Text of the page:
Transformation: Do your teams need a strategy?

With growing uncertainty, the call to become lean or agile instead of implementing a strategy is getting louder. But a strategy is still needed for your teams. Read why!
4 mins read

With growing uncertainty, the call to become lean or agile instead of implementing a strategy is getting louder. It looks like strategy has gone out of fashion, is no longer needed, or is too complex to be developed.

Granted, strategy projects have rarely been completed within a few days. Teams and consultants often collect extensive evidence to prepare the strategic decision. They are looking for an explainable, defensible, and robust answer as to how the company gets from A to B with minimum risk and cost. Not infrequently, the result is above all reflected in a new org chart, but not in an understanding of how the company wants to create customer value in the future.

Often there are many unknown influences or events that nobody really expects (see Corona). Setting up and planning scenarios for all possible combinations can - although helpful - take on a very large scale.

Strategy activities are therefore often lengthy and hinder simultaneous market activities and progress if major decisions are postponed during strategy development.

You might ask yourself: Why develop a strategy when you can already learn from the market?

Studies have shown that only a small part of strategic goals is ever achieved. There are many reasons for this, such as the missing link between strategy development and its implementation, lack of responsibility, an overload of the company with several simultaneous strategic initiatives, lack of customer understanding, or lack of processes or skills.

You might ask yourself: Why develop a strategy when there is a high probability of missing goals?

When uncertainty causes stress and fear, our human brain tends to narrow the focus: "Let's do what others do, only better". We, humans, try to avoid the risks associated with taking a certain position. It feels safer to follow the example of others who have already proven that the way works.

Also, many people prefer to jump into activities to make the mind feel like "accomplishing something”.

You might ask yourself: Why develop a strategy when you can be "productive" without?

All these points could motivate managers to focus on "business as usual" or to become lean or agile. They could throw themselves into experiments and iterations, ignoring the design and execution of strategies.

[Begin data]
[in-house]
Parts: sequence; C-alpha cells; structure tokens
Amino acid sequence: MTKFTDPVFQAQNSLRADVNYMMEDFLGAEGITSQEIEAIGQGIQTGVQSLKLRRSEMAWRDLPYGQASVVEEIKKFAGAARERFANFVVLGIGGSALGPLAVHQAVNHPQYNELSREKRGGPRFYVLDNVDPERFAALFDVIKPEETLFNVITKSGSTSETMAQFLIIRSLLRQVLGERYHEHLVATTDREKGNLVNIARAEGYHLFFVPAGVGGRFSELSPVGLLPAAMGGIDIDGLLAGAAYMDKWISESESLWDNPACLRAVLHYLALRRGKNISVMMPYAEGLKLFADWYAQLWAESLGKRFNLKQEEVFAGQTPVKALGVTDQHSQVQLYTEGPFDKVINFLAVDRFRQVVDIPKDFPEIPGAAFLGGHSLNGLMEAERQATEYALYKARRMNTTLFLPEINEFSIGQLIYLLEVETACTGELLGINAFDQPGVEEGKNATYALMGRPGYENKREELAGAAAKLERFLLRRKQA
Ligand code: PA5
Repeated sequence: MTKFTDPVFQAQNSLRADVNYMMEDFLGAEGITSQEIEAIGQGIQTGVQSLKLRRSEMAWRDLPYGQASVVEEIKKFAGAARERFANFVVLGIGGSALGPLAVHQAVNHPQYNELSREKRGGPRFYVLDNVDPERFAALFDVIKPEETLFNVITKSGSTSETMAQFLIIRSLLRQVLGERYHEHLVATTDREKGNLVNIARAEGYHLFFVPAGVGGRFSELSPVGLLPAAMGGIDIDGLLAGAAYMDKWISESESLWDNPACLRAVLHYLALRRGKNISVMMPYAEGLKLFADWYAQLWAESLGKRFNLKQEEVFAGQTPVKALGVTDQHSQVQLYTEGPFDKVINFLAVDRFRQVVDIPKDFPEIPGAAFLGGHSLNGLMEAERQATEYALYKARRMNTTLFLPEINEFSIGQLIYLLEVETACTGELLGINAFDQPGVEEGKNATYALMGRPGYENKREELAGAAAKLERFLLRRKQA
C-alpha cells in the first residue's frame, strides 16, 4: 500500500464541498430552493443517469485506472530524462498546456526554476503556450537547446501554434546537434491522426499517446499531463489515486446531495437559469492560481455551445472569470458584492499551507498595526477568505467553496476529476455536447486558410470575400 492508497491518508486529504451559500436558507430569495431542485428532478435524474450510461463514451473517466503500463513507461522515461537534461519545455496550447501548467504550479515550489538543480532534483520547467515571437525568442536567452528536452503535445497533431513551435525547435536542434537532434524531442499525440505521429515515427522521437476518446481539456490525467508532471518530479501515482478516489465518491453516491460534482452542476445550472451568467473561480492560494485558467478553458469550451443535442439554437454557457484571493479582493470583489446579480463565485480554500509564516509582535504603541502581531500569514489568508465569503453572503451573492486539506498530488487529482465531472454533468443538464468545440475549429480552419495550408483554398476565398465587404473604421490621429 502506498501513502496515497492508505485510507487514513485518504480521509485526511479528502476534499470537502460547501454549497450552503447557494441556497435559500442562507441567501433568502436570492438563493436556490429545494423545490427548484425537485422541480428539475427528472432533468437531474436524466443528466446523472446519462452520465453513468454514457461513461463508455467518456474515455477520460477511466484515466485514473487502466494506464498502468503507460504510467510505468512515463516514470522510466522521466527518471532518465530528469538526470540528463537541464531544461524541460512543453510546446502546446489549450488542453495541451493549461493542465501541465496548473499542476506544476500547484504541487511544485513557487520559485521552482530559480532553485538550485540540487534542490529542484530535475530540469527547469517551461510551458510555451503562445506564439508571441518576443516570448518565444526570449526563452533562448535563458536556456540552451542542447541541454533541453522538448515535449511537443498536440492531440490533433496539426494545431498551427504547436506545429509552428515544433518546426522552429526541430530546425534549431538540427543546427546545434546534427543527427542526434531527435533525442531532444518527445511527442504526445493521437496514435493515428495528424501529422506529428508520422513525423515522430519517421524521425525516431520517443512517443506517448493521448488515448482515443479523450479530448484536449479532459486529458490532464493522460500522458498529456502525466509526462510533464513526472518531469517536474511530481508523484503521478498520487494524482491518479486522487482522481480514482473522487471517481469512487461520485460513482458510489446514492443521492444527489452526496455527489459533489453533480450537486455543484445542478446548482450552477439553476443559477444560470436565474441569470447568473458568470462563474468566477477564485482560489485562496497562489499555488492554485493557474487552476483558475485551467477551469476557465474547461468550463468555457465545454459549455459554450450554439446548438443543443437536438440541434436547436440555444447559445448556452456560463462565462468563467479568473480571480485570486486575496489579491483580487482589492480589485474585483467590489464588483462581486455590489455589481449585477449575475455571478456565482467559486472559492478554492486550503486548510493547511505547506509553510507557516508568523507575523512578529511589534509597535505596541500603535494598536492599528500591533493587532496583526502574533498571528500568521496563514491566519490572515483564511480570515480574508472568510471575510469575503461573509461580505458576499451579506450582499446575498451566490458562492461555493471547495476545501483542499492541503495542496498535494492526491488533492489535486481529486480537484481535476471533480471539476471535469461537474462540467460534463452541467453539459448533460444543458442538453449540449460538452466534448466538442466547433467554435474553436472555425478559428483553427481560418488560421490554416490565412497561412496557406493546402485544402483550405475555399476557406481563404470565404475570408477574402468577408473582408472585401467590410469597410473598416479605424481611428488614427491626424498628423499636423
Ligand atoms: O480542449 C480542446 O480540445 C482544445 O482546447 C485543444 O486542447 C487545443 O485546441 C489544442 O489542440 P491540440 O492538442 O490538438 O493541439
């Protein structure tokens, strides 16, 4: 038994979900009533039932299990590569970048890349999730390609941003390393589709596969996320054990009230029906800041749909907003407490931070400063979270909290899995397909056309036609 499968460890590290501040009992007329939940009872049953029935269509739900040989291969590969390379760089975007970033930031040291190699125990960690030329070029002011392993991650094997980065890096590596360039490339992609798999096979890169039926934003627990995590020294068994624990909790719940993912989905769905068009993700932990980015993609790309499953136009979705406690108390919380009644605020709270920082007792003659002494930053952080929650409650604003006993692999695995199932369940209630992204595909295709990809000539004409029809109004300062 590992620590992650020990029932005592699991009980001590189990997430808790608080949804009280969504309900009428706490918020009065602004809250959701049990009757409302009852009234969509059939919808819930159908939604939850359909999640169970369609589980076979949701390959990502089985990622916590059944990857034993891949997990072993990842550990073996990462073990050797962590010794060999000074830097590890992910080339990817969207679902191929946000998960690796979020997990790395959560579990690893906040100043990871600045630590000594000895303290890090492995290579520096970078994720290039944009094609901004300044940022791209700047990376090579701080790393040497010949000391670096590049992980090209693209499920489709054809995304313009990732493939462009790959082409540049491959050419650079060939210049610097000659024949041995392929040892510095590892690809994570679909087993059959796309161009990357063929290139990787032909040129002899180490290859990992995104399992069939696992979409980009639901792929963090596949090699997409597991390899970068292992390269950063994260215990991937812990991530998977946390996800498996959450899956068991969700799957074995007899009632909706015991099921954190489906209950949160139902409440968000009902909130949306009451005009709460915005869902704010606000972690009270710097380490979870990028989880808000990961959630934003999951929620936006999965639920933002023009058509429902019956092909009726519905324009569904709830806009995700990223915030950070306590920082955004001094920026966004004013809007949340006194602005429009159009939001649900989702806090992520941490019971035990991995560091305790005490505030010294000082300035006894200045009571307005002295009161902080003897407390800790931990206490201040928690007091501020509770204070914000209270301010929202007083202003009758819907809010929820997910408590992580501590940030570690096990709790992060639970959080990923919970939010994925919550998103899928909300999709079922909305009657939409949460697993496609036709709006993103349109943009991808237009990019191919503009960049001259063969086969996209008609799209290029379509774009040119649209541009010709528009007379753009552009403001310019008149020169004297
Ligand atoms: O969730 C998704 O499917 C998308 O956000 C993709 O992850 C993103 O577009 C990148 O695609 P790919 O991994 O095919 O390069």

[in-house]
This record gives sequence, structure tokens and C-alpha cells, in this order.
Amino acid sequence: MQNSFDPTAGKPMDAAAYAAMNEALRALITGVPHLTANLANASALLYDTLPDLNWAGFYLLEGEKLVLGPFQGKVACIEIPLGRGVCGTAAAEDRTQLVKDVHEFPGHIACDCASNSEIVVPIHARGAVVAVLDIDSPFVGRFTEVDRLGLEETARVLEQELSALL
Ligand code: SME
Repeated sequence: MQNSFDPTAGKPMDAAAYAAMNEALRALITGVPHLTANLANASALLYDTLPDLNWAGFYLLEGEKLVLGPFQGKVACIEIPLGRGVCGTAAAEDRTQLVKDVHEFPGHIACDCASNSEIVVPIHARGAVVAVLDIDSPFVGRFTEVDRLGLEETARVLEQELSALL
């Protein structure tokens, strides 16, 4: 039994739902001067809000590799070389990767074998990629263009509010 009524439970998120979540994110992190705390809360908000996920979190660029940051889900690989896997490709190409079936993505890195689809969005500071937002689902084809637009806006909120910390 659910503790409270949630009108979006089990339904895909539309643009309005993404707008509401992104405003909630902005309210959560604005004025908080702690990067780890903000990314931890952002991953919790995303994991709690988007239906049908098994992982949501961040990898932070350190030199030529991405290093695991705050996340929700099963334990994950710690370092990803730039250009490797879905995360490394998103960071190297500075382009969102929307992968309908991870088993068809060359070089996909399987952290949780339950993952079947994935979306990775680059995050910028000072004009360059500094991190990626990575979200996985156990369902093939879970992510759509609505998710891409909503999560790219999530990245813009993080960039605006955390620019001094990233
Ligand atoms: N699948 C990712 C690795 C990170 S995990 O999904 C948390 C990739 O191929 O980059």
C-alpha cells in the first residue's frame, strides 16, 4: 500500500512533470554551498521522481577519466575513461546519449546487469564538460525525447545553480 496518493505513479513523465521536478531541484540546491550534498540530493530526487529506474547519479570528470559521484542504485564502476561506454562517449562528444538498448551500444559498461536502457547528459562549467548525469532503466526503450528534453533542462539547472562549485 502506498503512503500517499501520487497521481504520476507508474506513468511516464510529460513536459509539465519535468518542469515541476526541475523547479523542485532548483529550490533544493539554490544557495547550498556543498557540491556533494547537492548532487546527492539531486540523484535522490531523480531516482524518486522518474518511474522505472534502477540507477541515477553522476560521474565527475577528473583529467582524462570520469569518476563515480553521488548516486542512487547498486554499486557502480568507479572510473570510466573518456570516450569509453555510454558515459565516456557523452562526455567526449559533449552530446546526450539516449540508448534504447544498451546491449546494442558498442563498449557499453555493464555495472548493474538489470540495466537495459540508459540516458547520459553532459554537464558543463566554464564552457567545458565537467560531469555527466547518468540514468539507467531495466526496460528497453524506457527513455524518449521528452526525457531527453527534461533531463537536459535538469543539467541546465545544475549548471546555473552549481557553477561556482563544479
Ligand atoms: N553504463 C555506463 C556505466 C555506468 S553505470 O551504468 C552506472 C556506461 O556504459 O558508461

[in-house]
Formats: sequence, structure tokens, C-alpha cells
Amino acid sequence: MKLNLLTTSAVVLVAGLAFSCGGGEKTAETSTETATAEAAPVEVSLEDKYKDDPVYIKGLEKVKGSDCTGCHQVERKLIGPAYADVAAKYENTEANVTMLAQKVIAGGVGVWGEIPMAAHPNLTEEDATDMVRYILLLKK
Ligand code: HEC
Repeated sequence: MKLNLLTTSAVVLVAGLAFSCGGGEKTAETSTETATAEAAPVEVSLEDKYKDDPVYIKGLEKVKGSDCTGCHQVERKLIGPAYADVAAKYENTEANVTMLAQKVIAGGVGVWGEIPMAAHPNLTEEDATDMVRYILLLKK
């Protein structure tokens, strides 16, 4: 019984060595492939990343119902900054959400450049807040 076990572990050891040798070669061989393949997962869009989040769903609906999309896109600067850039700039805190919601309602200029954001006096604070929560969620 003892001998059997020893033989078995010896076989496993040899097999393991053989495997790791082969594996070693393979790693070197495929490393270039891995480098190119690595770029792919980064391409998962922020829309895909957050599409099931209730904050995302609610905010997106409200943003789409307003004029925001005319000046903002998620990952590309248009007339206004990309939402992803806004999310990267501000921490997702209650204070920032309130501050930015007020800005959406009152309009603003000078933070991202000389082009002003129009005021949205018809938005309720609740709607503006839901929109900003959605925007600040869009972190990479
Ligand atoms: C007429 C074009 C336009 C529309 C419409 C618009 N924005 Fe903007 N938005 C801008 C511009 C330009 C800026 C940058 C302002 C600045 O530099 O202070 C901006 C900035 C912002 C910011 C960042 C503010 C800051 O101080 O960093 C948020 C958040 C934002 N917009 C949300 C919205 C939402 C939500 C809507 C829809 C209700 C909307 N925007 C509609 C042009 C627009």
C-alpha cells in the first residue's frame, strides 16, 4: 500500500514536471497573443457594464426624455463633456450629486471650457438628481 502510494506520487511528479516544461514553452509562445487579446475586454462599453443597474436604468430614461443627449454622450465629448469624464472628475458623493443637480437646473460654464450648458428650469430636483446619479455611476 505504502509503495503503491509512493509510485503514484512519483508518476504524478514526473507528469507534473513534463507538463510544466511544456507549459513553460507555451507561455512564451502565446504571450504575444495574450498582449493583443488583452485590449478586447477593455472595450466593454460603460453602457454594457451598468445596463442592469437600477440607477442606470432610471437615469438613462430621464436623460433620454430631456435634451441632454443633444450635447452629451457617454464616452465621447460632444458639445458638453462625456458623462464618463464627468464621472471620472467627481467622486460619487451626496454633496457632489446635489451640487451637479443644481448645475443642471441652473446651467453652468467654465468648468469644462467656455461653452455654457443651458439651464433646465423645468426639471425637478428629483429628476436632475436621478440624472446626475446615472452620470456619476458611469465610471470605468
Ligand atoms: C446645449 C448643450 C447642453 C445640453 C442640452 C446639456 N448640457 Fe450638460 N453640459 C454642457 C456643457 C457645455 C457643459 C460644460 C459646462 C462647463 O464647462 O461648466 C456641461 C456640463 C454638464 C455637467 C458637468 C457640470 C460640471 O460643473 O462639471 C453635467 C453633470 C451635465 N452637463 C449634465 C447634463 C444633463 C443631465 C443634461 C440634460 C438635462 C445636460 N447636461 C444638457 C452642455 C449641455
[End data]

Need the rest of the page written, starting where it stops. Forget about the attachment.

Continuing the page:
Why your teams need a strategy

Try "business as usual" and ignore the changing needs of customers or other stakeholders or changes in the environment. Or try the simplest strategy: "make money". How long will this be a wise choice?

In this case, values and priorities are unclear. Nobody in your company knows what to do. Conflicts of interest and goals arise everywhere. All in all, the challenges pile up. In the best case, you keep up with the Joneses. At some point, you will receive a call for a direction or strategy. Or you will have to focus the company on the core that will hopefully still be profitable.

Are there such signs in your company?

Now imagine the other extreme. Every employee can answer the following questions with confidence:

  • What is the company's aspiration to create customer value?
  • In which fields does it want to play?
  • How does it want to win in these fields?
  • What skills, processes, systems, and partners does it need to achieve this?
  • How can the individual employee best contribute?

With this clarity many advantages for your teams are created:

  • You avoid conflicting priorities and stick to established values,
  • You facilitate the coordination between different functions in the company,
  • You increase commitment when teams design and execute their sub-strategies in support of the corporate strategy,
  • You know what you will not do,
  • You can mobilize the right resources,
  • You know which steps are to be observed by customers or competitors,
  • You can make the path to the future as easy as possible by setting a focus,
  • You strengthen the connection of the company with its identity and brand. This gives meaning and incentive to the people involved.

To give you an example, think of Philip Morris. In 2016, the company announced a new goal: to create a smoke-free future. It focuses resources on the development, scientific substantiation, and responsible marketing of smoke-free products that are less harmful than smoking. All with the aim of replacing cigarettes completely as soon as possible [1].

The company intends to discontinue its old core business, the manufacture and sale of traditional cigarettes. They concentrate their strategy on smokeless products, such as electrically heated tobacco.

Although this is a tough call for all employees in this company, it should be clear where the organization is heading. It is combining all its strengths.

With this decision came many uncertainties at all levels of the company. The new product will be sold directly, not just through retailers. The consumer must make an initial investment in the device. This represents a small new hurdle to buy into the system. The device may require occasional maintenance or may break. In the past, the company has rarely seen cigarettes complained of malfunctioning.  The new product must be verified. It requires the support of many stakeholders.

However, there is a plan that has been stable for years. Everyone knows where they will go. And they have made progress. Despite the declining demand for traditional cigarettes, the company has managed to stabilize revenues with the new products.

Knowing how the company intends to create value for customers in the future is a great advantage. Being agile and lean does not answer this question, but it can be part of the plan.



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